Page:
Traditionally the vast majority of market players focus their investment efforts in trading equities and bonds. This is because equities might enable high returns while bonds might protect the portfolio during bear markets. Alpha Growth Capital has traditionally focused in using predictive analytics to trade equities in its flagship strategy NEXT-alpha (https://www.alphagrowthcapital.co/next-alpha.html). In the quest to reduce the strategy volatility while possibly leaving the annualized returns unchanged, Alpha Growth Capital has explored the viability of investing in asset classes other than equities.
In this article, we will explore the viability of trading commodities. Corn was taken as case study and the historical data from the Teucrium Corn Fund (CORN) were used to evaluate different trading methodologies. The results were finally compared to buy & hold the S&P500 using different risk matrixes. The following trading strategies were investigated:
A commercial software (Matlab) was used to perform a parametric optimization of all the three strategies to find the optimal value of each parameter for each indicator. The optimization was targeting the maximization of the return of investment. Trading fees and ask-bid price spreads were neglected in the optimization.
In regards to the entry and exit signals:
Trading Methodology 1: the position is entered when the ratio between the conversion line period and the baseline period exceeds a threshold level. The position is close when the ratio is below the threshold level. Entries and exits signals are evaluated just before the market closes.
Trading Methodology 2: the position is entered when the Commodity Channel Index is above and given value and vice-versa. Entries and exits signals are evaluated just before the market closes.
Trading Methodology 3: this is a proprietary methodology developed by Alpha Growth Capital for its core strategy NEXT-alpha. With this methodology, the price action is expressed as function of the volatility of the equity market (VIX) instead of time. Depending on the volatility level of the market: different intraday exit price levels are established for the position opened at the previous end of trading day, position size is selected and intraday limit and stop orders are set at a pre-determined price.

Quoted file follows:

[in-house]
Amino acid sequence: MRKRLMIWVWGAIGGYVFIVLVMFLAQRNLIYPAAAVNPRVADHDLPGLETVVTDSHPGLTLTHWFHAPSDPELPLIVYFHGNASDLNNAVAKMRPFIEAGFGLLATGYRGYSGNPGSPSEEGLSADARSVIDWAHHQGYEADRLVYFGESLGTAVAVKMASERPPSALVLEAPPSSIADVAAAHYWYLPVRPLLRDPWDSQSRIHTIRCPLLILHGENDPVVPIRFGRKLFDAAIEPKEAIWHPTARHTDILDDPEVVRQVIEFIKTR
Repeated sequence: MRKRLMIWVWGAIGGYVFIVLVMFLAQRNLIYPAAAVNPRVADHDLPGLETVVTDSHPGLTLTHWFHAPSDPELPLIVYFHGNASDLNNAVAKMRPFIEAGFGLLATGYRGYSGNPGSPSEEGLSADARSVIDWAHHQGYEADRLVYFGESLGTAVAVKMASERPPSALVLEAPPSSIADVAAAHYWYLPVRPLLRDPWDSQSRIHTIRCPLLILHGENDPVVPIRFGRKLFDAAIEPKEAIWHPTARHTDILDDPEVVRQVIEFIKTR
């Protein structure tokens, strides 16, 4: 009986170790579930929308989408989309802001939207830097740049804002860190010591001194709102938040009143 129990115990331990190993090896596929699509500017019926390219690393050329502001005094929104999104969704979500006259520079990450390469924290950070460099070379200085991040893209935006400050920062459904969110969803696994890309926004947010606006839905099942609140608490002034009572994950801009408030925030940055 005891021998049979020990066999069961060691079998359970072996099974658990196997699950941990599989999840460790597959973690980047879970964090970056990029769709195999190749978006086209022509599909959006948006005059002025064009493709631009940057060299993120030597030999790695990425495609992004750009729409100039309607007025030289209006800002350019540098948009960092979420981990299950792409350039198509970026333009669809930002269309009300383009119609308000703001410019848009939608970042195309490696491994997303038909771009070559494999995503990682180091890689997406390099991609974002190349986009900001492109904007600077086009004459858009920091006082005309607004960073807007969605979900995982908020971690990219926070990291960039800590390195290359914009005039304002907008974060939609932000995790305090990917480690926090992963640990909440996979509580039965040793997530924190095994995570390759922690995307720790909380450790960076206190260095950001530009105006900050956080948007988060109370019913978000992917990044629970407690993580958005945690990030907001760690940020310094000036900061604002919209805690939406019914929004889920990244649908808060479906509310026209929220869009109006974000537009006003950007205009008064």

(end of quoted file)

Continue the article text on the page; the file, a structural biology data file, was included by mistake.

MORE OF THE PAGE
Because of the contango/backwardation effect, buying and holding CORN from mid-2011 to December 2020 would have resulted in an annualized loss of 10.66%. When the conversion line is set at 8 days while the baseline line at 11 days, using a ratio threshold of 1%, the Trading Methodology 1 would have led to an annualized return of 5.04% with a maximum drawdown of 10.35%. With the second trading methodology, the Commodity Channel Indicator period was set at 3 while its threshold entry/exit level at 125. In this case the annualized return was 2.01% while the maximum drawdown 10.61%. The proprietary Trading Methodology 3 provided the best results. The annualized return was 16.62% while the maximum drawdown 17.55%. The risk adjusted return was the highest among the three strategies. An overview of the results is presented in Table 1. The simulated optimized price evolution for the three strategies is presented in Figure 1.
Table 1: Comparison of the three optimized trading methodologies. B&H = Buy & Hold. CAGR = Compounded Annual Growth Rate. STD = Standard Deviation.
Figure 1: Simulated price evolution of the three optimized trading strategies.
The Trading Methodology 3 has emerged to be the winner. The question now is how it would compare to buying and holding the S&P500 (SPY). From mid-2011 to end of December 2020, the S&P500 has returned an annualized 10.48%, 33.92% as maximum drawdown and a Sharpe ratio of 0.60. In comparison this optimized strategy has delivered an annualized return of 16.62%, 17.55% as maximum drawdown and a SharperRatio of 0.46%. As compared to the S&P500, the optimized strategy improves both the return and the drawdown while the Sharpe ratio slightly deteriorates.
As compared to NEXT-alpha, the Trading Methodology 3 shows both lower returns (29% vs. 17%) and lower drawdown (26% vs. 18%). If on one hand trading CORN might offer diversification on the other hand its implementation into the portfolio would lower the annualized returns of NEXT-alpha.
In conclusion, this article has evaluated three different trading strategies to trade CORN. Trading based on the Ichimoku and the Commodity Channel Index indicators can result in positive returns vs. buying and holding CORN. Looking at the price action in the volatility domain and define appropriate entry & exit levels as function of the market volatility can provide even better results than the above mentioned two indicators. The optimized strategy enables to achieve 16.62% annualized returns while trading based on the Ichimoku and Commodity Channel Index indicators: 5.04 and 2.01% respectively. The optimized strategy also delivers better returns versus buying and holding the S&P500 over the same time frame.